Photographs – Day 39 – Thursday 20th September

Thursday 20th September 2012 – Day 39

Burry Port – Lavernock

82.12 miles

3002 feet climbed

3517 calories burnt

Cumulative miles cycled round the coast = 2,537.78 miles

Please remember that Kirsty Medlock and her Dad, Stephen cycled the 4,000 miles round the coast of Britain to raise £10,000 for Clifton’s Children Society (CCS) Adoption, the agency that facilitated an adoption for family friends. Please follow this link to donate as much as you can

Many, many thanks in advance!

Diary – Day 39

It was an incredibly long day today, another 80-miler. We woke to clear-ish weather, clouds in the sky but it looked promising not to rain. Compared to yesterday, we set off pretty early for us, around 8:00am. As the Motorhome had stopped in Burry Port, we were slap bang on the NCN route 4, a lucky coincidence. Even luckier as we just stumbled on this fact because Mum and I had taken Jasper for a walk the night before and found the signs!

Dad and I set off to find the Route 4 signs again, we whizzed a couple of hundred feet to the beach and then I saw the sign and it told us to go back the way we came (oops I didn’t read it properly last night). It was a spectacular route, I can’t praise Sustrans highly enough for their work! We sped along the smooth tarmac, looking out over the Gower Peninsula – with not another person in sight.  It’s mornings like this that truly make the trip worthwhile. We hit Llanelli, a beautiful little coastal town, and all around the cycle path were manicured lawns with what looked like mini telly tubby hills and lots of folk out walking their dogs.

We followed the NCN Route 4 all the way past Swansea and Port Talbot, right through to Pyle where we dipped off to get down to Porthcawl (ignoring the route I had plotted on my Garmin). Following Route 4 we were treated to a true cross-section of British life, from the country lanes and sedate towns of Llanelli, through to bustling cities like Swansea and then industrial areas such as Port Talbot with the steel works. Amazing to see such a vast spectrum of life across only 40 odd miles of coast! We even passed one of the huge Amazon warehouses, where the motorhome stumbled upon us, on the cycle path to the side of the A48 (allowing me to top up with Jelly Babies).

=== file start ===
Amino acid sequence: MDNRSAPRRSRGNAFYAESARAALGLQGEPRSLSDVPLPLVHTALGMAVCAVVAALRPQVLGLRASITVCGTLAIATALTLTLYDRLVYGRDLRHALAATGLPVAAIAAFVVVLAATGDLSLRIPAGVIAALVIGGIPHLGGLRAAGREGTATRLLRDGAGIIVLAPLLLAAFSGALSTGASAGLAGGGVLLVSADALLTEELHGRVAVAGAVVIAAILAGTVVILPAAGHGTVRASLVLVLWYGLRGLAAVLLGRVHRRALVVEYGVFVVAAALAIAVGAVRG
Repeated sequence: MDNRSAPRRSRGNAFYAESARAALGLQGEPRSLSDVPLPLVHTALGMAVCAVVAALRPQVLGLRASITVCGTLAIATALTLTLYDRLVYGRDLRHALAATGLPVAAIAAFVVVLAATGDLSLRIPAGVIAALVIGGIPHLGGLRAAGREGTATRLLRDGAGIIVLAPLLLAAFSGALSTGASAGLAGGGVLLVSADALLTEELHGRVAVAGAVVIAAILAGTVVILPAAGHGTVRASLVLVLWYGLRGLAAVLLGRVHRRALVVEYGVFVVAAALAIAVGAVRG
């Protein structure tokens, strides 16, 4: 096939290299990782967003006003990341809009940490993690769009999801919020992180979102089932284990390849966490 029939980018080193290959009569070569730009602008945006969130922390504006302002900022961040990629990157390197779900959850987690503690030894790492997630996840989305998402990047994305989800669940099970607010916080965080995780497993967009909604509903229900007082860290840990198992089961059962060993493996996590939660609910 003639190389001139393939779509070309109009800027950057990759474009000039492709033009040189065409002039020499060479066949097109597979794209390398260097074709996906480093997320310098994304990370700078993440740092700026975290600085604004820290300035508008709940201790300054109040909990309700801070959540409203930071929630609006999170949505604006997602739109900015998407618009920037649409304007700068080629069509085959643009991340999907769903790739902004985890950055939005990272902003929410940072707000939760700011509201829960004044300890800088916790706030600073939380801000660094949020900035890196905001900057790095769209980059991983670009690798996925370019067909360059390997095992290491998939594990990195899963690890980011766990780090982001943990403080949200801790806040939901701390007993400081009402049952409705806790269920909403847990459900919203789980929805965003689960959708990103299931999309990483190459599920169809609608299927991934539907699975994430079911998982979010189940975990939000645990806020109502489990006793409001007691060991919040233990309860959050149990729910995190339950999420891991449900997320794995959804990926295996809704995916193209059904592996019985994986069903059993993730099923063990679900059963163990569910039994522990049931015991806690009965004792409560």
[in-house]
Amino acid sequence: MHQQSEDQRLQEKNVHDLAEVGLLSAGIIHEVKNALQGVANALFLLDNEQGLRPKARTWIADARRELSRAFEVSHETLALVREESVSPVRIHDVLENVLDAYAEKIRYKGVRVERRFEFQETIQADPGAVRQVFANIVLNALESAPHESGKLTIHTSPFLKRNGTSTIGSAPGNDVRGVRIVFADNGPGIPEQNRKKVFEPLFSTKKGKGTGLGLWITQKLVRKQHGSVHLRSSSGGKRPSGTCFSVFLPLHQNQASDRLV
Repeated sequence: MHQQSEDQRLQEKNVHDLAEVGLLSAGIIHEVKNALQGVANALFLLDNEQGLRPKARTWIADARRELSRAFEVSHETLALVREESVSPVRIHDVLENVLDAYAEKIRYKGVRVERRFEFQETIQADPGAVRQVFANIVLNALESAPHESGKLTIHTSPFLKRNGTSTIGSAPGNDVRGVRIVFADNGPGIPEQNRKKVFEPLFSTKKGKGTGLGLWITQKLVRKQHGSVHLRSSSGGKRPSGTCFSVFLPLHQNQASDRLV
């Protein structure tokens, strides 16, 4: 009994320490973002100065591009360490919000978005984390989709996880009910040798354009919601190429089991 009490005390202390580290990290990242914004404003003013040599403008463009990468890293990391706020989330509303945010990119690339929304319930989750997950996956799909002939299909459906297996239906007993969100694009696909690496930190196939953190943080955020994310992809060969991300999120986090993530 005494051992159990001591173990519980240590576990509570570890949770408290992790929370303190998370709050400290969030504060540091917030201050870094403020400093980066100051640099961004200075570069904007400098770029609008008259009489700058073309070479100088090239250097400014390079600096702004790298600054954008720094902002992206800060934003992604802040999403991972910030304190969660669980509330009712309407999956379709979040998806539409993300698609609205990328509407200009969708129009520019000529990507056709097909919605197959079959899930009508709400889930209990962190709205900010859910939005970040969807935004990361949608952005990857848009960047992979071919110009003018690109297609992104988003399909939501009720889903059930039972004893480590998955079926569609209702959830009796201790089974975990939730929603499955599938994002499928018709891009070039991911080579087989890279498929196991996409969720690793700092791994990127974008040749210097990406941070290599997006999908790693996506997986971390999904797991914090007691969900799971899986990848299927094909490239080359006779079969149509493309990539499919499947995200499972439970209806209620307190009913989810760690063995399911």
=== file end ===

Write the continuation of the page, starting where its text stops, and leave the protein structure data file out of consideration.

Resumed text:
It was a tough morning, before lunch we had managed to cycle 46 miles. Just shows what you can do when there’s little climbing and you have a tail wind! Another issue of the morning had been to ensure we avoided the M4, we crossed it at Port Talbort, and again to come south at Pyle.

For lunch we met the motorhome after we’d passed through Porthcawl, in a lay-by at Newton. We powered through, not resting too long as we wanted to make as much of the good weather as possible, although as we set off it did start to rain slightly.

The afternoon was vastly different to the morning where we’d had traffic free cycle routes; instead we had traffic laden arterial roads to contest with. One good thing to mention through was the view that we were treated to. Once we’d got past Bridgend and down to Llantwit Major (such a cool town name) we could see across the Bristol Channel to ENGLAND! It’s going to be surreal when we’re over the other side and looking back on where we cycled in Wales!

We managed another 40 miles in the afternoon, there was some catastrophic driving – too much to mention, but one included a DHL driver just pulling out from a parked spot (with hazards lights still on), another – a woman trying to overtake on a junction where she wanted to turn left into, effectively just trying to plough us down!

Tonight’s spot is just five miles short of Cardiff, a small town called Lavernock. We arrived at about 5:30pm, so I grabbed a shower whilst dinner was being sorted. Mum cooked – we had pasta with bacon, tomato and mascarpone sauce, it was exactly what we needed after such a long day of cycling. We then had more of Pat’s wonderful cakes with a cup of tea.

Early to bed – so we can wake up and get cycling on through to ENGLAND tomorrow!

Leave a Reply

Fill in your details below or click an icon to log in: Logo

You are commenting using your account. Log Out /  Change )

Google+ photo

You are commenting using your Google+ account. Log Out /  Change )

Twitter picture

You are commenting using your Twitter account. Log Out /  Change )

Facebook photo

You are commenting using your Facebook account. Log Out /  Change )


Connecting to %s